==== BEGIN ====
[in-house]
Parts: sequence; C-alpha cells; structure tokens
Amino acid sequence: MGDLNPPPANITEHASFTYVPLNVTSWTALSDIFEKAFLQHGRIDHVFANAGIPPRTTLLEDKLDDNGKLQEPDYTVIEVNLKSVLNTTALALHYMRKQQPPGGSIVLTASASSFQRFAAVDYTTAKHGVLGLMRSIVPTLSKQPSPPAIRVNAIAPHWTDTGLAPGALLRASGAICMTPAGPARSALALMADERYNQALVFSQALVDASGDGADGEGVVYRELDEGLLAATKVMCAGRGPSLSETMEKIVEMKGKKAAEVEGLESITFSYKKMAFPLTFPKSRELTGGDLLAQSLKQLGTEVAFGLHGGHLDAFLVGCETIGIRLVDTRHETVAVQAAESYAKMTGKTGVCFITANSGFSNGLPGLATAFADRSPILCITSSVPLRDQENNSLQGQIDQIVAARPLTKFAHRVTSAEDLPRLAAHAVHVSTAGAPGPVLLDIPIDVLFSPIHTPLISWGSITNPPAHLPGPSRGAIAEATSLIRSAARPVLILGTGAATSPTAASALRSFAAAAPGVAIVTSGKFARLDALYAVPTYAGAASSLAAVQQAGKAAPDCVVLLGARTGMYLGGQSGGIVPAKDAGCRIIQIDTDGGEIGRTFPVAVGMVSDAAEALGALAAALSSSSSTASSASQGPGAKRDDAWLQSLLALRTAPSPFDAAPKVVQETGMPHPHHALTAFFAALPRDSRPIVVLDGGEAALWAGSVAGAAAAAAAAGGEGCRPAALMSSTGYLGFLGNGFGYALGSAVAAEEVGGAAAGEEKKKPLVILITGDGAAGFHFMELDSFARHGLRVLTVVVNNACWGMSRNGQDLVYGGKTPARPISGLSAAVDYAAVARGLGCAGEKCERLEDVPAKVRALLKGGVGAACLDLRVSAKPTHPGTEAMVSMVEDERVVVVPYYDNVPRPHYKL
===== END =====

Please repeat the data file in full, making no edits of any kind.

[in-house]
Parts: sequence; C-alpha cells; structure tokens
Amino acid sequence: MGDLNPPPANITEHASFTYVPLNVTSWTALSDIFEKAFLQHGRIDHVFANAGIPPRTTLLEDKLDDNGKLQEPDYTVIEVNLKSVLNTTALALHYMRKQQPPGGSIVLTASASSFQRFAAVDYTTAKHGVLGLMRSIVPTLSKQPSPPAIRVNAIAPHWTDTGLAPGALLRASGAICMTPAGPARSALALMADERYNQALVFSQALVDASGDGADGEGVVYRELDEGLLAATKVMCAGRGPSLSETMEKIVEMKGKKAAEVEGLESITFSYKKMAFPLTFPKSRELTGGDLLAQSLKQLGTEVAFGLHGGHLDAFLVGCETIGIRLVDTRHETVAVQAAESYAKMTGKTGVCFITANSGFSNGLPGLATAFADRSPILCITSSVPLRDQENNSLQGQIDQIVAARPLTKFAHRVTSAEDLPRLAAHAVHVSTAGAPGPVLLDIPIDVLFSPIHTPLISWGSITNPPAHLPGPSRGAIAEATSLIRSAARPVLILGTGAATSPTAASALRSFAAAAPGVAIVTSGKFARLDALYAVPTYAGAASSLAAVQQAGKAAPDCVVLLGARTGMYLGGQSGGIVPAKDAGCRIIQIDTDGGEIGRTFPVAVGMVSDAAEALGALAAALSSSSSTASSASQGPGAKRDDAWLQSLLALRTAPSPFDAAPKVVQETGMPHPHHALTAFFAALPRDSRPIVVLDGGEAALWAGSVAGAAAAAAAAGGEGCRPAALMSSTGYLGFLGNGFGYALGSAVAAEEVGGAAAGEEKKKPLVILITGDGAAGFHFMELDSFARHGLRVLTVVVNNACWGMSRNGQDLVYGGKTPARPISGLSAAVDYAAVARGLGCAGEKCERLEDVPAKVRALLKGGVGAACLDLRVSAKPTHPGTEAMVSMVEDERVVVVPYYDNVPRPHYKL